Ambitious kids' sci fi series Space Knights pitched the King Arthur myth into a zany universe of Knights of the Round Space Station, Vader-esque villains, rainbow rocket exhaust, and laser lance jousting. The distinctive look of this early South Pacific Pictures series — like a picture book come to life — was led by cartoonist Chris Slane who achieved it by using actors in life-size puppet suits and blue screen effects. In this excerpt, the evil Mordread creates an android Trojan horse to infiltrate Castle Spacelot. The 'Space Junk' theme song is by Dave Dobbyn.
Ambitious Jonathan Gunson-created children's series Space Knights pitched the King Arthur myth into a zany sci fi universe of Knights of the Round Space Station, Vader-esque villains, and laser lance jousting. The distinctive look of this early South Pacific Pictures series — like a picture book come to life — was developed by Listener cartoonist Chris Slane, and achieved by using actors in life-size puppet suits and blue screen effects. The series was 22 half hour episodes and screened internationally. The memorable 'Space Junk' theme song was by Dave Dobbyn.
In this episode of anthology series A Twist in the Tale, two children visit a Devon estate and discover a barrel load of mysteries involving the story of King Arthur — including a hidden shrine, a soothsayer, and an excavation reaching its climactic stages. After being beckoned into the woods one day by a woman in white, young Aidan (Nicko Vella) finds himself being pulled towards the excavation site. But just what part is he meant to play? A Twist in the Tale was filmed in New Zealand, with William Shatner (Star Trek 's original Captain Kirk) introducing each story.
Train enthusiast David Sims captured the dying days of steam trains in this 1968 National Film Unit short. It features arresting images of a Kb class locomotive billowing steam as it tackles the Southern Alps, en route from Canterbury to the West Coast. Kb Country was released in Kiwi cinemas in January 1968, just months before the steam locomotives working the Midland Line were replaced by diesel-electrics. Sims earned his directing stripes with the film. As he writes in this background piece, making it involved a mixture of snow, joy and at least two moments of complete terror.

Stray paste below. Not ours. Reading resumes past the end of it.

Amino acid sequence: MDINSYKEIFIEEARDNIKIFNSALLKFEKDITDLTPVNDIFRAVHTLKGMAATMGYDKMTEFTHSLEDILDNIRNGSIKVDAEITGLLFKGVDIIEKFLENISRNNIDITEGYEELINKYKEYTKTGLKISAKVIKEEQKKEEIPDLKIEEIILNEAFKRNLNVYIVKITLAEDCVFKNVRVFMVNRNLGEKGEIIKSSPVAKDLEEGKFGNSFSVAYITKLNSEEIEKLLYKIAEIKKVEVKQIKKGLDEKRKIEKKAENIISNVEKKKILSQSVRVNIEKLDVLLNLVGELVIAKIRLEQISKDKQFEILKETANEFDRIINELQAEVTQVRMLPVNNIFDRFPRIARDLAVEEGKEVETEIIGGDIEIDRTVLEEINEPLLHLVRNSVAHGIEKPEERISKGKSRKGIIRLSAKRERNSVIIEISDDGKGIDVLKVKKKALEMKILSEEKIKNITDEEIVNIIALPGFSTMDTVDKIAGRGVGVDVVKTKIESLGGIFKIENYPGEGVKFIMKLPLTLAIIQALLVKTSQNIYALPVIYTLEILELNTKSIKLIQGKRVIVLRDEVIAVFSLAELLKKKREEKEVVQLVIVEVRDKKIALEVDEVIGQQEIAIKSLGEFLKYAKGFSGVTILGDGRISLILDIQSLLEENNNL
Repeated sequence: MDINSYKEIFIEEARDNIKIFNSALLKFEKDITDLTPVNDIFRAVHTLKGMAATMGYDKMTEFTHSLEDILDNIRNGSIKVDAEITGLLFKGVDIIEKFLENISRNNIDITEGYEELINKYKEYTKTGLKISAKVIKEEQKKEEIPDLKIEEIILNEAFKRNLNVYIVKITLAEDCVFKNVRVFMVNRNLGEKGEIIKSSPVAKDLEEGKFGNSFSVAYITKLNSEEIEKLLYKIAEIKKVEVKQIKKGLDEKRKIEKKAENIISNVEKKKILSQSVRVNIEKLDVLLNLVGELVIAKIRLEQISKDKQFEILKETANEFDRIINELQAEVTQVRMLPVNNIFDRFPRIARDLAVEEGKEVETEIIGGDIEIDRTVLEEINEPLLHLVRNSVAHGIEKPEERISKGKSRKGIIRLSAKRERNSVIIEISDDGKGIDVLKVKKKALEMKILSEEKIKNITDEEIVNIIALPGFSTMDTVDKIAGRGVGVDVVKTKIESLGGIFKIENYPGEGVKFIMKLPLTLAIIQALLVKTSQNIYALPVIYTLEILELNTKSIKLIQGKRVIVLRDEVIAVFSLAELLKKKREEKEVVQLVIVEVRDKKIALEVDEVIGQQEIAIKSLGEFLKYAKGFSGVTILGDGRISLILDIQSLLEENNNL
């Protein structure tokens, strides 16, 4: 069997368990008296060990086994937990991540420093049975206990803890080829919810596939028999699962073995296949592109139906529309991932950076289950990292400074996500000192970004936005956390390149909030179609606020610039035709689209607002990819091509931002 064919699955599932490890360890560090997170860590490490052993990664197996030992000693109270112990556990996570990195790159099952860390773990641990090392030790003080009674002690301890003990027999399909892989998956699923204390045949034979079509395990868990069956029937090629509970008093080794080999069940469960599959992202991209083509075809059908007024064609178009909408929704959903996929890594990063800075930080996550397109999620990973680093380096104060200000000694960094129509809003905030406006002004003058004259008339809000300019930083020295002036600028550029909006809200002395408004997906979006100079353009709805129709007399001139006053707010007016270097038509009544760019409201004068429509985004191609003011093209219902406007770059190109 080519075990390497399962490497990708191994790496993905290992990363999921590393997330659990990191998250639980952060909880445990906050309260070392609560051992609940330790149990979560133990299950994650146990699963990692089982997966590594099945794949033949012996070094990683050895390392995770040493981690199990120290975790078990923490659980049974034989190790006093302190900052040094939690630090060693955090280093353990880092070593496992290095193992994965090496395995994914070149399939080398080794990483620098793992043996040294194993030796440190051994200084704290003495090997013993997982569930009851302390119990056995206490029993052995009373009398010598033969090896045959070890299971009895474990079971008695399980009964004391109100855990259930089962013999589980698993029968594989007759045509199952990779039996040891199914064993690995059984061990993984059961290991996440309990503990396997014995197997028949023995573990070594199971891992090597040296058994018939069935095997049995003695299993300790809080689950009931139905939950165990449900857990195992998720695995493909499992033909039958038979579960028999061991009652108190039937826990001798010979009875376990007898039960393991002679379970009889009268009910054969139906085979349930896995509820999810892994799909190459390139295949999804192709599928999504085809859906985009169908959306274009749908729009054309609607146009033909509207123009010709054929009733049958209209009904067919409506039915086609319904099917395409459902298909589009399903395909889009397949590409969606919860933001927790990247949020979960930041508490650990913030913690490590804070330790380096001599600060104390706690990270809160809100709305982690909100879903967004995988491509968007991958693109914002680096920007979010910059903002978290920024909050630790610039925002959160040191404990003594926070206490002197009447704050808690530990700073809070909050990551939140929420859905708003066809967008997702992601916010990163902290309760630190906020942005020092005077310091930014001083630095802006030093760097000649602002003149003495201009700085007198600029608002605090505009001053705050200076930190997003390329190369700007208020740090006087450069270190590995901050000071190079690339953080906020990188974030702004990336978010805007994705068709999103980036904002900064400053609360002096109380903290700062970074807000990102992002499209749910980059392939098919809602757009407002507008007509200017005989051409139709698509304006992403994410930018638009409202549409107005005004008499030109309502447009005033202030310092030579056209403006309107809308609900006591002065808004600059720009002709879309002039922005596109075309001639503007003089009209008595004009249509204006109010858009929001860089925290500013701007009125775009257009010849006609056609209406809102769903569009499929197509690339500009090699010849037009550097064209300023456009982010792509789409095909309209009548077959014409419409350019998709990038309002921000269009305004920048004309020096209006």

This special compilation collects together short excerpts from all 50 Memories of Service interviews that David Blyth has conducted with veterans of war. The assembled interviews cover the battlefields of World War ll, plus Vietnam, Malaya and Korea. Grouped by season and loose categories, the memories range from training to planes and ships under attack, to escape attempts by prisoners of war, to taking on jobs left vacant by those who went to fight. NZ On Screen has individual interviews with all those featured across the five series.
On land, sea and in the air, this fifth series of Memories of Service covers many of the major moments of twentieth century conflicts, in the words of those who were there. Men and women relive the formative times of their lives, be it facing the enemy, treating the injured or taking on jobs back home, left vacant by the men who went to fight. Produced by director David Blyth and Hibiscus Coast Community RSA Museum curator Patricia Stroud, the interviews are a valuable record of those who served. The individual interviews will be added added to NZ On Screen soon.
This edition of Prime TV’s history of New Zealand television looks at 50 years of entertainment. The smorgasbord of music, comedy and variety shows ranges from 60s pop stars to Popstars, from the anarchy of Blerta to the anarchy of Telethon, from Radio with Pictures to Dancing with the Stars. Music television moves from C’mon and country, to punk and hip hop videos. Comedy follows the formative Fred Dagg and Billy T, through to Eating Media Lunch and 7 Days. A roll call of New Zealand entertainers muse on seeing Kiwis laugh, sing and shimmy on the small screen.
Tying David Stevens' career down to a single nation or genre is a challenge. Stevens grew up in Africa and the Middle East, studied acting in the UK, then began his screen career in NZ. In 1972 he directed award-winning drama An Awful Silence, then moved to Australia. There he was Oscar nominated for co-writing movie Breaker Morant, and forged a busy career directing (A Town Like Alice) and writing (The Sum of Us).
John Reid made his feature debut with an acclaimed version of hit Roger Hall stage play Middle Age Spread. He went on to direct three more features ranging from raw comedy to moody arthouse pieces — plus documentaries, TV dramas and commercials. Reid has also been head tutor at the New Zealand Film and Television School in Wellington, and written the definitive book on the history of Pacific Films.
New Zealand born and raised, but better known for his work in Australia and the US, Alan Dale began his screen career with Kiwi soap Radio Waves. After eight years as patriarch Jim Robinson on Australia's Neighbours he was later cast in hit US show The OC and he established himself as the man to call for business magnates and authority figures: his CV includes 24, Ugly Betty, Lost, and Once Upon a Time.